Most people know little to nothing about the First Americans. If you cannot answer at least three of the following questions maybe it’s time you learned more.
1. How many Indigenous tribes are there in the United States?
A. 15 – 30
B. 30 – 50
C. 50 – 75
D. Over 100
2. Native Americans have their own religion.
3. How many unique Native American languages are there?
A. 4 – 6
B. 7 – 10
C. 20 – 50
D. 50 – 100
4. How many people are enrolled members of recognized tribes in the United States?
A. 100,000 – 250,000
B. 250,000 – 500,000
C. 1,000,000 – 3,000,000
D. 4,000,000 – 5,000,000
5. Which tribe has the most enrolled members?
6. How many places have names that originated with a Native American tribe, chief, or word?
A. 10 – 25
B. 35 – 50
C. Over 100
D. Over 1000
7. Which of the following references do Native Americans prefer the least?
A. American Indians
B. First Nation People
C. Indigenous People
D. Native Americans
1. ANSWER: D
There are literally hundreds of Native American tribes in the USA! How many can you name? Some of the ones that are most familiar include the Apache, Algonquin, Blackfoot, Cherokee, Cheyenne, Chickasaw, Comanche, Cree, Crow, Iroquois, Mohecan, Navajo, Paiute, Seminole, Seneca, Shoshone, and Sioux.
2. ANSWER: Neither or Both, depending on how you look at it.
Native North Americans consider spirituality a way of life, not a specific religion. In many of their languages, a word does not exist for “religion.” Their spiritual beliefs incorporate all of life, whether animal, vegetable or mineral–even the Earth herself. It includes their treatment of the land, gathering of food, crafting of objects, etc. Rituals, sacred lands, sacred objects, ancestral remains, and all of life are one.
Ceremonies include prayer, fasting, and the sweat lodge, among others. Morality, kindness, generosity, honor, and bravery are all important principles.
The “Lakota (Sioux) Instructions for Living” passed down from White Buffalo Calf Woman states:
Friend do it this way–that is, whatever you do in life, do the very best you can with both your heart and mind.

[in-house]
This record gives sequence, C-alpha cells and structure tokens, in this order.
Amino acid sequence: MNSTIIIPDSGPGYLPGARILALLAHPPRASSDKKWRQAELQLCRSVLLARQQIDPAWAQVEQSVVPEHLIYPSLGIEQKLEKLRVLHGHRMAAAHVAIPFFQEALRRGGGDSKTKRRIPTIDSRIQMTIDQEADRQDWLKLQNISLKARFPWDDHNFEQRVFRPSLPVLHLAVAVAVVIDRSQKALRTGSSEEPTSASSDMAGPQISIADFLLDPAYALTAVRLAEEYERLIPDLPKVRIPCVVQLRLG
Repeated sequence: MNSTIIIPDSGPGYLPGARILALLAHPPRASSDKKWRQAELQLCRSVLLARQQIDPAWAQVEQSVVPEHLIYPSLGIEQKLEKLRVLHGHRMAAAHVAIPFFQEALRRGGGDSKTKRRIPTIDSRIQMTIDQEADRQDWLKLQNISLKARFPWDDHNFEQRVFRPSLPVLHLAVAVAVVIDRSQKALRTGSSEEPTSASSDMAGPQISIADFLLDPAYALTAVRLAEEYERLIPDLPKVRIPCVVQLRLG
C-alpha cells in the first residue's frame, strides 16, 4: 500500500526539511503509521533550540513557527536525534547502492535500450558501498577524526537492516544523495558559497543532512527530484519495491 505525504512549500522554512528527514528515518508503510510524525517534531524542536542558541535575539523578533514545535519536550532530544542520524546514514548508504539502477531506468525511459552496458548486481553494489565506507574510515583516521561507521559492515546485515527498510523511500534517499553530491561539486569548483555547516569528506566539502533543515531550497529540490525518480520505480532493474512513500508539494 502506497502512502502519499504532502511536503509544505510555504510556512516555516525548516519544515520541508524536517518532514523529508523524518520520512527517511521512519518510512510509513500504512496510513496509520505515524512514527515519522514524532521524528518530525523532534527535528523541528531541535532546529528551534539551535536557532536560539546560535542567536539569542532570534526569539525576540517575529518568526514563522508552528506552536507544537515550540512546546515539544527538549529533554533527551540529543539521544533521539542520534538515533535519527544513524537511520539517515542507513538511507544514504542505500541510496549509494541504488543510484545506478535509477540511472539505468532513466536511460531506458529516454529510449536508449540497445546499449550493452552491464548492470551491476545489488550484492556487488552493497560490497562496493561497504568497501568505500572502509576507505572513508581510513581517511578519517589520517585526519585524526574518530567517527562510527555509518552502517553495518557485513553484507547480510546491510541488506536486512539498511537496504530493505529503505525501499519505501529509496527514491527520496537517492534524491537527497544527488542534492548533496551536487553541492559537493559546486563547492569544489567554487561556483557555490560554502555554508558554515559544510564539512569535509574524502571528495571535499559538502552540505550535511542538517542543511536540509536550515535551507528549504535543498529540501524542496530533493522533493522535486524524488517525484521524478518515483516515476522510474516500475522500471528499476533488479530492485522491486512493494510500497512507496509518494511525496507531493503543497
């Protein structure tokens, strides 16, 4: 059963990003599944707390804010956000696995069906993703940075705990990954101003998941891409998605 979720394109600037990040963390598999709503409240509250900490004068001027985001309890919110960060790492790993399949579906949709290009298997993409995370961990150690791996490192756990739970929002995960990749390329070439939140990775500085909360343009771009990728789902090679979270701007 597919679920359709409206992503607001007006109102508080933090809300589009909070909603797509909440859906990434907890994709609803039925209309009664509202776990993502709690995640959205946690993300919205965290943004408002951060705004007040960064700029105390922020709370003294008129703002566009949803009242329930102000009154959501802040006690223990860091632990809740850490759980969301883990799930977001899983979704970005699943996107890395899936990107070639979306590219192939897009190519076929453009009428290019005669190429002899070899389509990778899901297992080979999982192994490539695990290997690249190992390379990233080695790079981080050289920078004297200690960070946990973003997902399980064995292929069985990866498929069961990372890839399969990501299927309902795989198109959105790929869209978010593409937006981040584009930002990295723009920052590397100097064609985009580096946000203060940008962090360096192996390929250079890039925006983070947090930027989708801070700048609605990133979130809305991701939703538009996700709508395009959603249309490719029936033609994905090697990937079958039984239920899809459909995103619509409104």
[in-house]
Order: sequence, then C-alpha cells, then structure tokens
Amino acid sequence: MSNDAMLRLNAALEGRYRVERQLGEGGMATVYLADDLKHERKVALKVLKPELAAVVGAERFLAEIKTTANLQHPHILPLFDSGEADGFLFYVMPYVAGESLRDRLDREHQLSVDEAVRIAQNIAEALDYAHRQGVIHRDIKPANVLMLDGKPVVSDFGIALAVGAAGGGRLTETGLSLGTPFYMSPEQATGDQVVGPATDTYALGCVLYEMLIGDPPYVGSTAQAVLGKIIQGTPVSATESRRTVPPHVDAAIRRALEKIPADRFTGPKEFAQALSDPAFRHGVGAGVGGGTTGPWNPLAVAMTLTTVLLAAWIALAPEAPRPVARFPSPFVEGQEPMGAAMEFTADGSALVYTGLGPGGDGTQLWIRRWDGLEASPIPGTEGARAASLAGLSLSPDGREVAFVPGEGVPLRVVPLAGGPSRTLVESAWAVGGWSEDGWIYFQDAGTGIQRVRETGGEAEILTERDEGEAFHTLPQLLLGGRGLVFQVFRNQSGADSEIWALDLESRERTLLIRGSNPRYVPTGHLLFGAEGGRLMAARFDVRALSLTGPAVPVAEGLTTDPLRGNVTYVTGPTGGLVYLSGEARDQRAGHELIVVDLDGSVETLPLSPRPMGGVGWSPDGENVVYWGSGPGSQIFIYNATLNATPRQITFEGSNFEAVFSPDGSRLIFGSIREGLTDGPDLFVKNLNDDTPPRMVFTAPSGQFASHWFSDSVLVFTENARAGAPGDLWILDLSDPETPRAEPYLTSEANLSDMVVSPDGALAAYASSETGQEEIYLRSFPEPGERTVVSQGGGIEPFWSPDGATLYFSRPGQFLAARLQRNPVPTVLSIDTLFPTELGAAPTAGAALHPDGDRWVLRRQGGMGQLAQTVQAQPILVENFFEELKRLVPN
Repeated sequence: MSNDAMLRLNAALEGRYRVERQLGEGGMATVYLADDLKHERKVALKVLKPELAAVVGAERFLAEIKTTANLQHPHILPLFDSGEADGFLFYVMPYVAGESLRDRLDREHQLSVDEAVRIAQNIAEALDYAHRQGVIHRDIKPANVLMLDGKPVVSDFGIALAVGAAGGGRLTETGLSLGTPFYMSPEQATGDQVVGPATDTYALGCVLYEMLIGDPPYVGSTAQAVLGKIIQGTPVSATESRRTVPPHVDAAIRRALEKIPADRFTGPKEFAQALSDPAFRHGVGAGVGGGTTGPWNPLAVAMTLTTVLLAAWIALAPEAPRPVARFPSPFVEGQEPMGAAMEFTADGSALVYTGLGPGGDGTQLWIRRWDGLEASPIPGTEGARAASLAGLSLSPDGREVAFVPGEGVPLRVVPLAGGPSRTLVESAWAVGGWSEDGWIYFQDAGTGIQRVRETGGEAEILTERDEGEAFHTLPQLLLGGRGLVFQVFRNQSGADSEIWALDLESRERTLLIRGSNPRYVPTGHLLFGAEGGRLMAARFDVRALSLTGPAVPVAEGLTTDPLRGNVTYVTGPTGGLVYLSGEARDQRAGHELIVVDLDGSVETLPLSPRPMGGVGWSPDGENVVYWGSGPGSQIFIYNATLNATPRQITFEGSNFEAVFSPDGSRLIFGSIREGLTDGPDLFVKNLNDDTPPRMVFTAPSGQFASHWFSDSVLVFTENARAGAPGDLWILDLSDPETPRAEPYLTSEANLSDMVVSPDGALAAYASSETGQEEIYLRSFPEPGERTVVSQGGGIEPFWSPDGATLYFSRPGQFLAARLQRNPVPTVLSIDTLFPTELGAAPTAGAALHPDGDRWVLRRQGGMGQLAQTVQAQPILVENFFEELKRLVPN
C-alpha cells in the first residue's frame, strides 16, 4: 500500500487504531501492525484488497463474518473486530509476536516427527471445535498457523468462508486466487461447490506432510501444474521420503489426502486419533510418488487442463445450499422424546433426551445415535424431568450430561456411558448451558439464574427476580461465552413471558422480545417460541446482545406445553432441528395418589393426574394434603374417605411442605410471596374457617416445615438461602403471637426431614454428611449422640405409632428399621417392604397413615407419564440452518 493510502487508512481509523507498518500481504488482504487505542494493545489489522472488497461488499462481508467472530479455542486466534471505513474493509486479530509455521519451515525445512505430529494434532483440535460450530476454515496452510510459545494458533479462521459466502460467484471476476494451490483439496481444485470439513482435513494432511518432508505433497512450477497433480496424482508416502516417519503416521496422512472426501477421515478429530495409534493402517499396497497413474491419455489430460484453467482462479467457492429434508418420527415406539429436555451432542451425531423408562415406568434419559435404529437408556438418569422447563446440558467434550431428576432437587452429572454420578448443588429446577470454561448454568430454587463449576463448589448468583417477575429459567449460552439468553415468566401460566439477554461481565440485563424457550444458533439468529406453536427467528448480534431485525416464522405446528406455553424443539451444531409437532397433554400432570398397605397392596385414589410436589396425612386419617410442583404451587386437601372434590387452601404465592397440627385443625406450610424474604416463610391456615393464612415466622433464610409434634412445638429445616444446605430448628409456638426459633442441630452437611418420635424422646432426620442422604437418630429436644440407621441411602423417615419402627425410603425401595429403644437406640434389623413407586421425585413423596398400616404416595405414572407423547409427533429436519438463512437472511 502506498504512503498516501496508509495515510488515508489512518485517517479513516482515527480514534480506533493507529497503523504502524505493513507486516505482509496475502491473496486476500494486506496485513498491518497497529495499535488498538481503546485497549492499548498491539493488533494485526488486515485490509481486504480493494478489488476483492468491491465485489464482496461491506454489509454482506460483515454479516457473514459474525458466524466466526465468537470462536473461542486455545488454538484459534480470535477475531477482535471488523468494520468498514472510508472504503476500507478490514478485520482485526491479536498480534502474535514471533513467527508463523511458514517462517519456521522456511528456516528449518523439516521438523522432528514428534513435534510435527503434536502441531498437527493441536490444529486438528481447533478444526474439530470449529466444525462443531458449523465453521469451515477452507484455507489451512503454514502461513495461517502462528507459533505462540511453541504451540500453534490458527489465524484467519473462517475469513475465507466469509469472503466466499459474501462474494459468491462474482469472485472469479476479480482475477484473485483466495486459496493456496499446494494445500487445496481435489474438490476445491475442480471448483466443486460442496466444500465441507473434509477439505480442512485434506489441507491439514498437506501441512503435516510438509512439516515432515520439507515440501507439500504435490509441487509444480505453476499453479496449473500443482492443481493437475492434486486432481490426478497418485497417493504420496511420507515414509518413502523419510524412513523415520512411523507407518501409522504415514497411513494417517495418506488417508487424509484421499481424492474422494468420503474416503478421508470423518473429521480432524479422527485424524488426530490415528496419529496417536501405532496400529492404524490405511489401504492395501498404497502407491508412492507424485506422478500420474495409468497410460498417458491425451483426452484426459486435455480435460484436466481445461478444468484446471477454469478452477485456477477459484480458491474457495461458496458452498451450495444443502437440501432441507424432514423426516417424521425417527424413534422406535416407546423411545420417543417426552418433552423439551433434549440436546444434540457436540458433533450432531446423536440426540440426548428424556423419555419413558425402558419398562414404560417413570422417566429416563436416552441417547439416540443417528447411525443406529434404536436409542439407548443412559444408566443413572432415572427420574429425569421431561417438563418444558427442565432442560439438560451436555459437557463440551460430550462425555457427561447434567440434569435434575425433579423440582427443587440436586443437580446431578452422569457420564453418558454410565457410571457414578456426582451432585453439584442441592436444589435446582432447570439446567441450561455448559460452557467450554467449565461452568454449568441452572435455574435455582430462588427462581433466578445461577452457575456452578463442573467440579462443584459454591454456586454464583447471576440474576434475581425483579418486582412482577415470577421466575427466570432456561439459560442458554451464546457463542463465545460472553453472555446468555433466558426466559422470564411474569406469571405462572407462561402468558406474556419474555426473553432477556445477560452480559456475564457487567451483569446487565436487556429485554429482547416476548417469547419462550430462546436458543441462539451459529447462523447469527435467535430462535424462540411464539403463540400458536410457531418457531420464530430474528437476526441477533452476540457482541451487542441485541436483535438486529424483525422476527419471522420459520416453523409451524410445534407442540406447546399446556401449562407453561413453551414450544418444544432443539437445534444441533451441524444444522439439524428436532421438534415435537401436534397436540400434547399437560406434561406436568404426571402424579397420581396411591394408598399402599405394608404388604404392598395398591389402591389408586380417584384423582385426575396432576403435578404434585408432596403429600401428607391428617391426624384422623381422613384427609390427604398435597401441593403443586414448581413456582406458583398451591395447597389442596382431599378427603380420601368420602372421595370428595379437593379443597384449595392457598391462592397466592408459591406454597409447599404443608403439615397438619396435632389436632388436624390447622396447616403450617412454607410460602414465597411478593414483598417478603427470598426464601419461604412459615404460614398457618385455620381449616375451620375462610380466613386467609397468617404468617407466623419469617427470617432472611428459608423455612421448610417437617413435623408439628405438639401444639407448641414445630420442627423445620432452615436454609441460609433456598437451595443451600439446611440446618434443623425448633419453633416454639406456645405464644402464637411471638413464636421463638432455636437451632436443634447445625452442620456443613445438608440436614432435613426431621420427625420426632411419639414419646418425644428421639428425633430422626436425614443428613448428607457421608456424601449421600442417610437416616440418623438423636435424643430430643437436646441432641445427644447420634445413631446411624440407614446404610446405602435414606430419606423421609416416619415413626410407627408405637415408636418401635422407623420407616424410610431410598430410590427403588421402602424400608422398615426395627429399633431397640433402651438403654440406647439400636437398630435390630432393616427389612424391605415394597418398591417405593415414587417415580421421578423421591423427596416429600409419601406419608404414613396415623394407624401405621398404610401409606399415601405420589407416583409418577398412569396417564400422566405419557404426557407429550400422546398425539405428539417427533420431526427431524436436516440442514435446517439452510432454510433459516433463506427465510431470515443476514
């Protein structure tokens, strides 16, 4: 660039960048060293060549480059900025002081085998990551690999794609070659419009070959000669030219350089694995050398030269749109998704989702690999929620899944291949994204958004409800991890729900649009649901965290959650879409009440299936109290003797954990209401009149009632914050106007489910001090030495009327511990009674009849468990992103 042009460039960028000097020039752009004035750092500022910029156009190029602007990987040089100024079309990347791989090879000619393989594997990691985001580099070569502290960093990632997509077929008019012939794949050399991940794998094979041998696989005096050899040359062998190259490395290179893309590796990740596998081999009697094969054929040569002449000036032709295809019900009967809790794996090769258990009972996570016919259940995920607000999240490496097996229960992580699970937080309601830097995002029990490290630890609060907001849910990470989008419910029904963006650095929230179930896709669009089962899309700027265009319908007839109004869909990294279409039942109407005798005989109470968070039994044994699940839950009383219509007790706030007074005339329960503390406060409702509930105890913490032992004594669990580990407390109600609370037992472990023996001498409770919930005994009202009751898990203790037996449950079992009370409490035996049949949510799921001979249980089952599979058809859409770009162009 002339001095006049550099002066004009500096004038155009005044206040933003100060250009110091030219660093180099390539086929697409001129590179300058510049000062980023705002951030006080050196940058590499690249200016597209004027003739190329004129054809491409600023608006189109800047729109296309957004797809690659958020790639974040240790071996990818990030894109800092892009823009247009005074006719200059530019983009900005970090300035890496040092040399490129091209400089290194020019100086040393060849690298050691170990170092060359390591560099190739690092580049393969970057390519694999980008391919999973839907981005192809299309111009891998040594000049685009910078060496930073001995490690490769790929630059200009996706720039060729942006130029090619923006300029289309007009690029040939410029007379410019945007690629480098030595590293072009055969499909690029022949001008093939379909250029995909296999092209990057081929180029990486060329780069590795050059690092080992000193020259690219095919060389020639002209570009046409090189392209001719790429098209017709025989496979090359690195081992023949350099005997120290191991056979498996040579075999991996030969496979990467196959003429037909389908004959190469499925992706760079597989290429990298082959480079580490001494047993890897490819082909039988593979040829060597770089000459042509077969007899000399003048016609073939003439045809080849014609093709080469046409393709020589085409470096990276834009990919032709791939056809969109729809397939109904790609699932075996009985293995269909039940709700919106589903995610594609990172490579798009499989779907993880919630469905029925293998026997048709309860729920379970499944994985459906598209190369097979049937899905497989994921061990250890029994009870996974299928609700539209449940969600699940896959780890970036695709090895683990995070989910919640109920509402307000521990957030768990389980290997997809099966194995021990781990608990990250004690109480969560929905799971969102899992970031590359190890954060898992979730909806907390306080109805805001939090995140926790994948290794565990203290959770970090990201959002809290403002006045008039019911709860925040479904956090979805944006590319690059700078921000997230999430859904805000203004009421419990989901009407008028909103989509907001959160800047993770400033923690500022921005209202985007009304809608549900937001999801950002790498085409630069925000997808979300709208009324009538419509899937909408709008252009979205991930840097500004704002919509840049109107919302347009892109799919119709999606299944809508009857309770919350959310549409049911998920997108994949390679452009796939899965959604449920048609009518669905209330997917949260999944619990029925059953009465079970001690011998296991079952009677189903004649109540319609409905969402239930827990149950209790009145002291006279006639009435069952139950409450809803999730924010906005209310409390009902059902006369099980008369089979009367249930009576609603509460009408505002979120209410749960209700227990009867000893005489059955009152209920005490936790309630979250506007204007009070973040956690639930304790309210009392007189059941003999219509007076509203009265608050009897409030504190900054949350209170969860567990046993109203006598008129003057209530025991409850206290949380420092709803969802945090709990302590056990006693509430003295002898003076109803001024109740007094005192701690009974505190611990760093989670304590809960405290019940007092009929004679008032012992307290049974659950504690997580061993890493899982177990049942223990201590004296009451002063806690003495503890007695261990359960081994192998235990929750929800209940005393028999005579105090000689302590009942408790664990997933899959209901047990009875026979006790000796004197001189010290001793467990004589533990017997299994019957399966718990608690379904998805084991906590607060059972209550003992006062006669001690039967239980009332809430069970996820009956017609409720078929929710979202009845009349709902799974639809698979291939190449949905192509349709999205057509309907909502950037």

And if you do it that way, the Power of The Universe will come to your assistance, if your heart and mind are in Unity.
When one sits in the Hoop Of The People, one must be responsible because All of Creation is related. And the hurt of one is the hurt of all. And the honor of one is the honor of all. And whatever we do affects everything in the universe.
If you do it that way–that is if you truly join your heart and mind as One–whatever you ask for, that’s the Way It’s Going To Be.
3. ANSWER: C
There are 32 different language “families” as well as several more considered “isolates.” Language families, which are spoken by many tribes, include: Algonquian, Athapascan, Caddoan, Chimakuan, Chinookian, Chumashan, Eskimaleut, Iroquoian, Kiowa-Tanoan, Kalapuyan, Kusan, Maidu, Miwok-Costanoan, Muskogean, Palaihnihan, Pomo, Sahaptian, Salinan, Salishan, Shastan, Siouan, Timucuan, Tunican, Uto-Aztecan, Wakashan, Washoe, Wintun, Yanan, Yokutsan, Yukian, Yuman, Yakonan.
4. ANSWER: D
In 2000 there were over four million American Indian and Alaska Natives.
5. ANSWER: A
In 2000 there were 729,533 Cherokee; 298,197 Navajo; 96,833 Apaches; and 18,204 Cheyenne
6. ANSWER: D
Here are a few examples, the list far more lengthy than you can imagine.
|Alabama||Muskogean||“I clear the thicket” or to camp|
|Connecticut||Mohegan||“the long river”|
|Dakota||Tribal name||“allies” or people also known as Sioux|
|Erie||Iroquoian||“long tail” in reference to wild cat|
|Kentucky||Wyandot||“land of tomorrow”|
|Manhattan||Tribal name||“island mountain”|
|Massachusetts||Tribal name||“at the range of hills”|
|Minnesota||Sioux||“reflection of sky on water”|
|Montauk||Algonquin||“at the fort”|
|Niagara||Iroquois||“thunder of waters resounding with a great noise”|
|Tacoma||Algonquin||“mountain” or “gods”|
|Winnebago||Tribal name||from Algonquian “people of the dirty waters”|
7. ANSWER: A
Preferences vary from tribe to tribe, but most dislike being called “Indians.”
ANSWERS SOURCE FOR QUESTIONS 1 – 6: “Atlas of the North American Indian” by Carl Waldman